Diane Abbott, shadow international development minister and Labour MP for Hackney North, warned that such views may still be “reflected in Tory attitudes today.”

Ms Abbott said that the economic and social reasons for the riots were laid out plainly in 1981’s Scarman report.

So, four years later, “for Oliver Letwin to say that the rioting was caused by black people’s moral degeneracy and … if you tried to encourage us to go into business, we’d only go into discos and drug-dealing, is quite appalling,” she told ITN.

The secret memo, published under the 30-year rule, dates from when Mr Letwin was a Thatcher adviser in the No 10 Policy Unit.

He said yesterday: “I apologise unreservedly for any offence these comments have caused and wish to make clear that none was intended.”

But Ms Abbott, who defeated Mr Letwin in the 1987 general election, was categorical: “Even 30 years ago, had he said those views publicly, people would have been shocked.”

And rights campaigner Darcus Howe said: “If a black man had said something quite like that he’d have been called into Scotland Yard and and he might be charged with incitement to riot.”

Mr Letwin’s words “reflect not just an attitude to black people but his attitude to inner cities generally [and] anybody living in an inner-city community … must wonder about David Cameron’s policies today,” said Ms Abbott.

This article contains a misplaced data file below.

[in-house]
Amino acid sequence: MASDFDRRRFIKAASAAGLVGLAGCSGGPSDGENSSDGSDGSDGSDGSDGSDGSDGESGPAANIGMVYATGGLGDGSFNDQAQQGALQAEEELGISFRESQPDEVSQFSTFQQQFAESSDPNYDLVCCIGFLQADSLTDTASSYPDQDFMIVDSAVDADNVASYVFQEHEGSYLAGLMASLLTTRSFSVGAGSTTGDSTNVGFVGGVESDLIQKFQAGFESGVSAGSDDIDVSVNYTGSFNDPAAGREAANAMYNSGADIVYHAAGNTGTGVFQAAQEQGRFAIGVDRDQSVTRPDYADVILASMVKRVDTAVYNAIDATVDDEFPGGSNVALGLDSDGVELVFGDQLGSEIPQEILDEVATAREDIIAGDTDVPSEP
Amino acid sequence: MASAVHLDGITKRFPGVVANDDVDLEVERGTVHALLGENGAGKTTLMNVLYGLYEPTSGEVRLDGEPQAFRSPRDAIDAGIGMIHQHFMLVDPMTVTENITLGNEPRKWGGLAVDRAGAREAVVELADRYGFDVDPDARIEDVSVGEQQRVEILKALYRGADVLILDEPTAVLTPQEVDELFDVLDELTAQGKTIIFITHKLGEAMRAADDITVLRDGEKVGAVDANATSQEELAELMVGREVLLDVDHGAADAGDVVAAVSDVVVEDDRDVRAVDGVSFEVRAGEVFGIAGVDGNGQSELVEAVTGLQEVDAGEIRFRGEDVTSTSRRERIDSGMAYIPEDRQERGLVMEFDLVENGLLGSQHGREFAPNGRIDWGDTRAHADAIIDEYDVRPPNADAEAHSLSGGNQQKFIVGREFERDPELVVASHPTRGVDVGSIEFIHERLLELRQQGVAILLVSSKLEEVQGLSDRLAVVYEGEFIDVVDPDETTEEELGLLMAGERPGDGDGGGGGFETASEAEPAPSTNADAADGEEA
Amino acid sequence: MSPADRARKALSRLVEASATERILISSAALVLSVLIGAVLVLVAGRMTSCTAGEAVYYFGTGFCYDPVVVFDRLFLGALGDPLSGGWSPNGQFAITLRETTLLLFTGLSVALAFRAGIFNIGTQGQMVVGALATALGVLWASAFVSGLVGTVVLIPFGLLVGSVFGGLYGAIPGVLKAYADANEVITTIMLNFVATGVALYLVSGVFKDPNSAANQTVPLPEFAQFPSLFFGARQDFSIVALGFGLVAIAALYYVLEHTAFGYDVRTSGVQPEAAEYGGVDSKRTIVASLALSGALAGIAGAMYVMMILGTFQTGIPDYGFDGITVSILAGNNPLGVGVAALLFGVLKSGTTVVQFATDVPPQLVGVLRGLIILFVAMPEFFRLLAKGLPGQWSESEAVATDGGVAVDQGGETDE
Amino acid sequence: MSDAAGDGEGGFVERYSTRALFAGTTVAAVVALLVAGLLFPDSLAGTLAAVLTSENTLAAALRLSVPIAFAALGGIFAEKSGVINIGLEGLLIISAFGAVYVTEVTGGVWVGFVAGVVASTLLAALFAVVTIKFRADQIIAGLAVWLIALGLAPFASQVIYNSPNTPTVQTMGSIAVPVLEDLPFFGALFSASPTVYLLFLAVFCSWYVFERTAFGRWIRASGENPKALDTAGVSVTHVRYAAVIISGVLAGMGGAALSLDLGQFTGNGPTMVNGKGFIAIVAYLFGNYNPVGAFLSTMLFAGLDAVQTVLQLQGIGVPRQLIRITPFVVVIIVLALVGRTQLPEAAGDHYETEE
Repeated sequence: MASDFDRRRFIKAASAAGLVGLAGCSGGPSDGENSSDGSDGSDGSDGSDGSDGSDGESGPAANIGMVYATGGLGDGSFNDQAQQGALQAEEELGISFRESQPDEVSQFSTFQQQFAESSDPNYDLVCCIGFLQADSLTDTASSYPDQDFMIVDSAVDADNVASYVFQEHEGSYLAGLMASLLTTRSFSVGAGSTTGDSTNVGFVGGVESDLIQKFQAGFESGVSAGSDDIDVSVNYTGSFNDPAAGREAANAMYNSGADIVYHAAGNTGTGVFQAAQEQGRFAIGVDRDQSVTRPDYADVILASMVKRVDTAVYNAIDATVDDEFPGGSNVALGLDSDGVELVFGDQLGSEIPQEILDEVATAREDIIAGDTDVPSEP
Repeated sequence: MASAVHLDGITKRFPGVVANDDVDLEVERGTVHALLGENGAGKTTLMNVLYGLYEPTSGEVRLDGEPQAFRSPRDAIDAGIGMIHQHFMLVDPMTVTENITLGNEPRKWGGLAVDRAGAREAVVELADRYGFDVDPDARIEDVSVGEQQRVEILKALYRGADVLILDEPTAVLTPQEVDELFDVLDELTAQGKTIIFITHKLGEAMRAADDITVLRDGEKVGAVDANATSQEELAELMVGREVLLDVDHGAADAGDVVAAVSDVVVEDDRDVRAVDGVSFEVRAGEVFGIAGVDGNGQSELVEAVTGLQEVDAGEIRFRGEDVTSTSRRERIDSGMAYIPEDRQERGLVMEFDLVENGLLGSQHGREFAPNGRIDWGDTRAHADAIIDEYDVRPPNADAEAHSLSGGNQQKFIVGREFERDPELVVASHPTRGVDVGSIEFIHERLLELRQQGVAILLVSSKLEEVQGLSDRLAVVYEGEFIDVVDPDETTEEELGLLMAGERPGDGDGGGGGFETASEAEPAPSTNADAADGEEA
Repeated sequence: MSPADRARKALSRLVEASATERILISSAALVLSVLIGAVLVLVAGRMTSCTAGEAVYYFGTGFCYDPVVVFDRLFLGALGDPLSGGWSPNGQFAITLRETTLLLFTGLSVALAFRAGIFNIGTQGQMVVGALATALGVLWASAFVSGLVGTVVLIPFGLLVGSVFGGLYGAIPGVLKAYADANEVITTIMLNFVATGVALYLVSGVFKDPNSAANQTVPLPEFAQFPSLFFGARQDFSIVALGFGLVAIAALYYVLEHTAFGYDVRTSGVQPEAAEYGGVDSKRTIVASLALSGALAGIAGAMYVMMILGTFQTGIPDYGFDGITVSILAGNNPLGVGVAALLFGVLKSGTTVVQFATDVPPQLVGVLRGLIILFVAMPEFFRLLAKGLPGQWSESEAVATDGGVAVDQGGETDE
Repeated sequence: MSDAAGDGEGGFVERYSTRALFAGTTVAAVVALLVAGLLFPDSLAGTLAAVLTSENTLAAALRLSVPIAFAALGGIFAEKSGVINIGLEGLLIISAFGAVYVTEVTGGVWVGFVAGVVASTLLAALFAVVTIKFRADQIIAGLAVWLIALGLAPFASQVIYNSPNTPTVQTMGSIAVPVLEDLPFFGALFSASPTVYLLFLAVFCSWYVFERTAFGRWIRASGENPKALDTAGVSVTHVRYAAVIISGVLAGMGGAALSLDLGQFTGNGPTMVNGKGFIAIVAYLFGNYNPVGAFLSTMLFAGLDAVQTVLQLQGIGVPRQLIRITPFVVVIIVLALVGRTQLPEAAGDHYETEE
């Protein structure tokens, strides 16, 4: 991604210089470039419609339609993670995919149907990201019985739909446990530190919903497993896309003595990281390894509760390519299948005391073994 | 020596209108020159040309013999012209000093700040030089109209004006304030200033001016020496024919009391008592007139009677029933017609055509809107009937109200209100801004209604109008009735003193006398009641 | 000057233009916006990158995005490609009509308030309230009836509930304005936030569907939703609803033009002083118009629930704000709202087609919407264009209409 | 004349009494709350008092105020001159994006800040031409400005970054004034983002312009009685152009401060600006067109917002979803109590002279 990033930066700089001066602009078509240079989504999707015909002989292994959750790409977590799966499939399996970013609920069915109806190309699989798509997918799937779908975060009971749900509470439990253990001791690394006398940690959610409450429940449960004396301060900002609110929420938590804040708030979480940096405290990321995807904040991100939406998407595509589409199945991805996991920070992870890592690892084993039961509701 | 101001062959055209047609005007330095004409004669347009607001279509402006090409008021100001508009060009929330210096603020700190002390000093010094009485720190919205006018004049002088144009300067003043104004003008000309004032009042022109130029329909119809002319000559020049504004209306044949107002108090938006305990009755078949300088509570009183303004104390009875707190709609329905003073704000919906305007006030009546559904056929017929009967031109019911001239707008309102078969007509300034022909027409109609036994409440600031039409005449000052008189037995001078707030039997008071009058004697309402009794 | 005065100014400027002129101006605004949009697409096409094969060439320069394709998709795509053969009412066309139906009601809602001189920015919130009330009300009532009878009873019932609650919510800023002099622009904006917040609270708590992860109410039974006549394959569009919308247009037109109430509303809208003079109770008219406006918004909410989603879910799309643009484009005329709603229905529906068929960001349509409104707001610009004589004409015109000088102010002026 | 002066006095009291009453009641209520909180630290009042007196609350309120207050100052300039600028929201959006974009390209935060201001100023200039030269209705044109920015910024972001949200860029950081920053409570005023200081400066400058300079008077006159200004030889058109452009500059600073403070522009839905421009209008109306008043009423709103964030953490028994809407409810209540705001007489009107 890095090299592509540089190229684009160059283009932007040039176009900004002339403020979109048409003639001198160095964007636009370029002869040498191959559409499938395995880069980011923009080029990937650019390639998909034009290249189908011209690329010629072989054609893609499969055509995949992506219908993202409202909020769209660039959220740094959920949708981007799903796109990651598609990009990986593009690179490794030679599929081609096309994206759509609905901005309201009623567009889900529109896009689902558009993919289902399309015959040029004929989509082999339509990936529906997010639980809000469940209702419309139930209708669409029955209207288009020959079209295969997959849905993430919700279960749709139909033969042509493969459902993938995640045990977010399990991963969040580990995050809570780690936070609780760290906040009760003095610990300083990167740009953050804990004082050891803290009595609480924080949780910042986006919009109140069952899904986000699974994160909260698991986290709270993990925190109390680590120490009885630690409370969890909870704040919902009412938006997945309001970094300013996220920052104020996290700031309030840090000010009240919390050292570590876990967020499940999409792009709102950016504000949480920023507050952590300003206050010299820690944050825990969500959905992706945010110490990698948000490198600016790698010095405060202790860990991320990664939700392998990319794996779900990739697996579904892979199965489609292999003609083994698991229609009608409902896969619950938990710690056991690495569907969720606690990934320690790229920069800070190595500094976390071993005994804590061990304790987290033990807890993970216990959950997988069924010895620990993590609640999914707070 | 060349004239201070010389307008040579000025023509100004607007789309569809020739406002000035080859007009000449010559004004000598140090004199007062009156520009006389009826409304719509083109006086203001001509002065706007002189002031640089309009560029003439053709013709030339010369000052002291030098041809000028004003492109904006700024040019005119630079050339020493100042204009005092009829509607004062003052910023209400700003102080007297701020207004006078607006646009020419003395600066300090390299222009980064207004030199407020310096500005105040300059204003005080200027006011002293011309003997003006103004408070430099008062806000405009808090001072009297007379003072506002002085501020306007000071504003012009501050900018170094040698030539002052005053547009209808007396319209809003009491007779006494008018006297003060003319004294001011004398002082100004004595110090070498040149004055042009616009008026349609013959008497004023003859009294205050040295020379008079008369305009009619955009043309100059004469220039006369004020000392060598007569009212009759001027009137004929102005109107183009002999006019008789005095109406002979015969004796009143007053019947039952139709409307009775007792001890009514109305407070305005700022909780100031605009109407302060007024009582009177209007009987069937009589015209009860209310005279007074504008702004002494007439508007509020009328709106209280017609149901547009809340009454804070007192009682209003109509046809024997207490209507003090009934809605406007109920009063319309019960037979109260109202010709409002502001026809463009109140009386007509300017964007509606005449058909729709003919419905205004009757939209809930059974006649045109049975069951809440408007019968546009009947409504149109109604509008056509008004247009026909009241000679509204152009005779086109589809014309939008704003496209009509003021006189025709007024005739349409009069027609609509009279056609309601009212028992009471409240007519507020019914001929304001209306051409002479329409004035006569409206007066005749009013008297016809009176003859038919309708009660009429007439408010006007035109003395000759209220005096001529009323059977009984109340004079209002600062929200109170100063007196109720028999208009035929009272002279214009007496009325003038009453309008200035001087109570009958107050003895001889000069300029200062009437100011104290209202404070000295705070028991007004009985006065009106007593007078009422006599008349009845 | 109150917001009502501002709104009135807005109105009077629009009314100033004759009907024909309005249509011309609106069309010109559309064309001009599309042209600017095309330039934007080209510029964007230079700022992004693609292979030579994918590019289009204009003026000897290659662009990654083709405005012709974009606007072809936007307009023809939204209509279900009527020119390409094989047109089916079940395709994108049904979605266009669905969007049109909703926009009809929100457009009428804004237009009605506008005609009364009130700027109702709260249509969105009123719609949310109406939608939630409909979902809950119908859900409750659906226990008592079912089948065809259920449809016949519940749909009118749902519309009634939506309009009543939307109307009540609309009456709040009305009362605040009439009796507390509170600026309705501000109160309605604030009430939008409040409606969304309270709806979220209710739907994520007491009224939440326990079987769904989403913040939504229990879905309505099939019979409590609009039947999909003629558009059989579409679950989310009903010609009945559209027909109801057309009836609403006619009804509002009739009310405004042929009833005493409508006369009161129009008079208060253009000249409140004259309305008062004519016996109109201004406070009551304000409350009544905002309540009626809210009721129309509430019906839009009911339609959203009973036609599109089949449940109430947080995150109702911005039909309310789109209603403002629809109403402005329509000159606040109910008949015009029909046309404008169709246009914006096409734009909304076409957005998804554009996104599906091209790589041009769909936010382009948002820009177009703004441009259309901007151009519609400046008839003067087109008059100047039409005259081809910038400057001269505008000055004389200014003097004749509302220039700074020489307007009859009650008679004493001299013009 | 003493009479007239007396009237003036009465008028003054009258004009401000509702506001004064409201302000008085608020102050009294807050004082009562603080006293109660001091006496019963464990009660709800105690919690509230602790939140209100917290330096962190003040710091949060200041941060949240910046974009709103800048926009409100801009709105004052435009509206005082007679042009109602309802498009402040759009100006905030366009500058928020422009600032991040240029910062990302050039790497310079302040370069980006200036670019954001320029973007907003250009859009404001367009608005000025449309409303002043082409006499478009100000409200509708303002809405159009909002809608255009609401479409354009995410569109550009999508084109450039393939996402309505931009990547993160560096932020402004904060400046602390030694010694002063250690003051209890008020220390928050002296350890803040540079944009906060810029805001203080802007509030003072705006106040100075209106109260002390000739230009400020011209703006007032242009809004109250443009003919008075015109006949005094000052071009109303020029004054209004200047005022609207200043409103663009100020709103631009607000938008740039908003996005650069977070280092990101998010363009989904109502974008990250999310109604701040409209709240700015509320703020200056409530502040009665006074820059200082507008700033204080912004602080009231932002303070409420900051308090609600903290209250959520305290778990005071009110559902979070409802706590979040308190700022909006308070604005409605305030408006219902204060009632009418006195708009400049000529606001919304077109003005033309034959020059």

Such views linger, she said, “particularly when it comes to housing.”

“Oliver Letwin said you couldn’t invest in council housing because people would only vandalise it. I think this is reflected in Tory attitudes today.”

Operation Black Vote director Simon Woolley branded Mr Letwin’s words “despicable” and “truly, truly racist.”

He said the test would be whether Letwin “can hold to account his boss” on his promise to end race discrimination.

And former Equality and Human Rights Commission head Trevor Phillips said that “if Oliver really wants to be contrite” he should say something about “how they’re going to make good on the Prime Minster’s pledge to attack race inequality.”

The Tories have actively made it harder to fight racism at work by putting employment tribunals out of reach and further restricting trade unions.